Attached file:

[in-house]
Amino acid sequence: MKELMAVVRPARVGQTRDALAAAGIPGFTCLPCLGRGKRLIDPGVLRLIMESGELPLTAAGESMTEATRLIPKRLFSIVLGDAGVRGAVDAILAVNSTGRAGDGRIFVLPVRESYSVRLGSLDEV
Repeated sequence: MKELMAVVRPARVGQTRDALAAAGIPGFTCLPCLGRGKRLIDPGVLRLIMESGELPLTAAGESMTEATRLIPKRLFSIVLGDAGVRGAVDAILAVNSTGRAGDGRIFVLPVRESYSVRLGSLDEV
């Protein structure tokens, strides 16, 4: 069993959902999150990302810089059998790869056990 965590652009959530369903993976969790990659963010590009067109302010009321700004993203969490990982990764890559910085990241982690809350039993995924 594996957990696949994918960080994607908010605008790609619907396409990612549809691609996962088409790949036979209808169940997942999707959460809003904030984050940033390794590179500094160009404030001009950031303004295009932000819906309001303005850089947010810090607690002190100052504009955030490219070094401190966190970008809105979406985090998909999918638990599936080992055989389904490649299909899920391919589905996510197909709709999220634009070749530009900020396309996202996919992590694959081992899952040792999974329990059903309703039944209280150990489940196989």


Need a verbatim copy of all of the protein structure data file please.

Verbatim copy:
[in-house]
Amino acid sequence: MKELMAVVRPARVGQTRDALAAAGIPGFTCLPCLGRGKRLIDPGVLRLIMESGELPLTAAGESMTEATRLIPKRLFSIVLGDAGVRGAVDAILAVNSTGRAGDGRIFVLPVRESYSVRLGSLDEV
Repeated sequence: MKELMAVVRPARVGQTRDALAAAGIPGFTCLPCLGRGKRLIDPGVLRLIMESGELPLTAAGESMTEATRLIPKRLFSIVLGDAGVRGAVDAILAVNSTGRAGDGRIFVLPVRESYSVRLGSLDEV
């Protein structure tokens, strides 16, 4: 069993959902999150990302810089059998790869056990 965590652009959530369903993976969790990659963010590009067109302010009321700004993203969490990982990764890559910085990241982690809350039993995924 594996957990696949994918960080994607908010605008790609619907396409990612549809691609996962088409790949036979209808169940997942999707959460809003904030984050940033390794590179500094160009404030001009950031303004295009932000819906309001303005850089947010810090607690002190100052504009955030490219070094401190966190970008809105979406985090998909999918638990599936080992055989389904490649299909899920391919589905996510197909709709999220634009070749530009900020396309996202996919992590694959081992899952040792999974329990059903309703039944209280150990489940196989």